8

I open a (repeatable read) transaction (BEGIN TRAN) to do some work on certain records. First thing I do is checking if the data I need to change is in the database. In some cases there will be and then I proceed to my changes. But in some cases there will be nothing to do. In this case I either COMMIT TRAN or ROLLBACK TRAN and return from the stored procedure. At this time no changes were done to the data yet, so the effect of commit and rollback is the same.

Are there any consideration I should be aware about to chose between commit and rollback? Is there different performance cost? Other considerations?

10

Having run this through a debugging session (to refresh my failing memory):

  • Rollback does more checks than a commit, but it shouldn't result in additional work or have a noticeable affect on performance in the situation you describe.
  • The read-write transaction doesn't truly begin unless and until a data modification is made.

You can see much of this using DMVs, for example:

-- Temporary procedure to show the state of the transaction
CREATE PROCEDURE #TranState
    @Comment varchar(100)
AS
BEGIN
    SELECT 
        @Comment AS Comment,
        DTCT.transaction_id,
        database_name =
            CASE DTDT.database_id
                WHEN 32767 THEN N'resource'
                ELSE DB_NAME(DTDT.database_id)
            END,
        tran_begin_time = DTDT.database_transaction_begin_time,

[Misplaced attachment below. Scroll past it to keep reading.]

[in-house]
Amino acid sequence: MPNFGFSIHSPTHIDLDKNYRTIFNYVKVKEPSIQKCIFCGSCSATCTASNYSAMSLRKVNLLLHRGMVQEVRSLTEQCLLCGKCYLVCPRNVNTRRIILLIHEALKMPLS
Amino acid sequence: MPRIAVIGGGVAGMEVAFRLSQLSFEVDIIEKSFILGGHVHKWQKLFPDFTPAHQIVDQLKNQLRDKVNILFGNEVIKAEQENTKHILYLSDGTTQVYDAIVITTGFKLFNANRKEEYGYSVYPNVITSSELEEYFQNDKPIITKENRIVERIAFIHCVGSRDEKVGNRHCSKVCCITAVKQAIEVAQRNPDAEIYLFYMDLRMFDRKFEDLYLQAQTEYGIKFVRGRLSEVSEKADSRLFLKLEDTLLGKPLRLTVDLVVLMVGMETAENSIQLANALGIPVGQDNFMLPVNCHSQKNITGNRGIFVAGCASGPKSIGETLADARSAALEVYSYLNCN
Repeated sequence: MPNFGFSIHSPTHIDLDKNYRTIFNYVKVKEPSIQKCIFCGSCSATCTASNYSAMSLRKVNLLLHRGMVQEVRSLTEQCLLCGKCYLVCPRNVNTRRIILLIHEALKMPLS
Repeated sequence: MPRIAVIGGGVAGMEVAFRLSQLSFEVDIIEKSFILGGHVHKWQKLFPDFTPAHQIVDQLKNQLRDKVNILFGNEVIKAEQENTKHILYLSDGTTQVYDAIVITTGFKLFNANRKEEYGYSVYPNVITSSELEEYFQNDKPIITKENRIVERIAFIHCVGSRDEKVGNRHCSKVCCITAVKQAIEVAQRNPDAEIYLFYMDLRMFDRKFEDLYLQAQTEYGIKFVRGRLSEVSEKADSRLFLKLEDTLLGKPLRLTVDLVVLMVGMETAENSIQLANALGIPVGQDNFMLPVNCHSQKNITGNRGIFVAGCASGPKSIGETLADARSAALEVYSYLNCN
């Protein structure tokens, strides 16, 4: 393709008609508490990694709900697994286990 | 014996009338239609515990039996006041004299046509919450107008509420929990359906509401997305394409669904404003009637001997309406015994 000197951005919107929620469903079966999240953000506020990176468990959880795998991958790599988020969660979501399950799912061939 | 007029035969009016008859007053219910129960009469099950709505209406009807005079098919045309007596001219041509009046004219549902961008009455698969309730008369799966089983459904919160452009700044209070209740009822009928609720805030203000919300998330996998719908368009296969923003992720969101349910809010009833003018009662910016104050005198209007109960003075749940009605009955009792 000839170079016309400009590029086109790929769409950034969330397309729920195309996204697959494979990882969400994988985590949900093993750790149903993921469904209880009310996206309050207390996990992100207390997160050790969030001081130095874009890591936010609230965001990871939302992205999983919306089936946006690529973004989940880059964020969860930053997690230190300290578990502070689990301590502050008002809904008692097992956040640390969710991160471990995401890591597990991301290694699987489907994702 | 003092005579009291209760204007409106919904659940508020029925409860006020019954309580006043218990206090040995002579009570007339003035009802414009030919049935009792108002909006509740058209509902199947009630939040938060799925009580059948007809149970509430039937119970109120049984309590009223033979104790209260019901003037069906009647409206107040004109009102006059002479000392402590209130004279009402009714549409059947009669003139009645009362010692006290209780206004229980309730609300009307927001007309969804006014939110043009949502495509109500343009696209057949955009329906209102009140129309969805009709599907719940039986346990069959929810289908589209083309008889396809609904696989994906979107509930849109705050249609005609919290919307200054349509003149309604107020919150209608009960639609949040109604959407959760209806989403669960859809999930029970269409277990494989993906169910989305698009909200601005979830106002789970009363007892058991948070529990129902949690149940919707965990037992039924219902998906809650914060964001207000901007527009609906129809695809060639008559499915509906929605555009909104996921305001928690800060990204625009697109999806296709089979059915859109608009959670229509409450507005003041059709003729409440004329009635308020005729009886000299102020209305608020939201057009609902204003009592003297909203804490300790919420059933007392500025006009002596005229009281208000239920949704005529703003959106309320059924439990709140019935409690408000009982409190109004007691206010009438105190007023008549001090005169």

tran_type =
            CASE DTDT.database_transaction_type
                WHEN 1 THEN 'read/write'
                WHEN 2 THEN 'read only'
                WHEN 3 THEN 'system'
            END,
        tran_state =
            CASE DTDT.database_transaction_state
                WHEN 1 THEN 'The transaction has not been initialized.'
                WHEN 3 THEN 'The transaction has been initialized but has not generated any log records.'
                WHEN 4 THEN 'The transaction has generated log records.'
                WHEN 5 THEN ' The transaction has been prepared.'
                WHEN 10 THEN 'The transaction has been committed.'
                WHEN 11 THEN 'The transaction has been rolled back.'
                WHEN 12 THEN 'The transaction is being committed. In this state the log record is being generated, but it has not been materialized or persisted.'
            END
    FROM sys.dm_tran_current_transaction AS DTCT
    JOIN sys.dm_tran_database_transactions AS DTDT
        ON DTDT.transaction_id = DTCT.transaction_id;
END;

Testing on AdventureWorks:

SET TRANSACTION ISOLATION LEVEL REPEATABLE READ;

BEGIN TRANSACTION;

EXECUTE dbo.#TranState @Comment = 'After Begin Tran';

SELECT TOP (1)
    P.Name
FROM Production.Product AS P
ORDER BY 
    P.Name;

EXECUTE dbo.#TranState @Comment = 'After Select';

UPDATE Production.Product
SET Name = N'New Blade'
WHERE Name = N'Blade';

EXECUTE dbo.#TranState @Comment = 'After Update';

-- Or Commit
ROLLBACK TRANSACTION;

EXECUTE dbo.#TranState @Comment = 'After Tran';

Output:

After Begin Tran

After Select

After Update

After Transaction

From a purely practical point of view (as Aaron noted in a comment), it is probably safer to issue a rollback to guarantee no changes are made, in case the code is modified in future. So, it's all about intent: no changes = rollback.

In passing, REPEATABLE READ is an unusual isolation level to choose; it does not always work how people would intuitively expect. Depending on your requirements, you might find SNAPSHOT isolation is a better fit.

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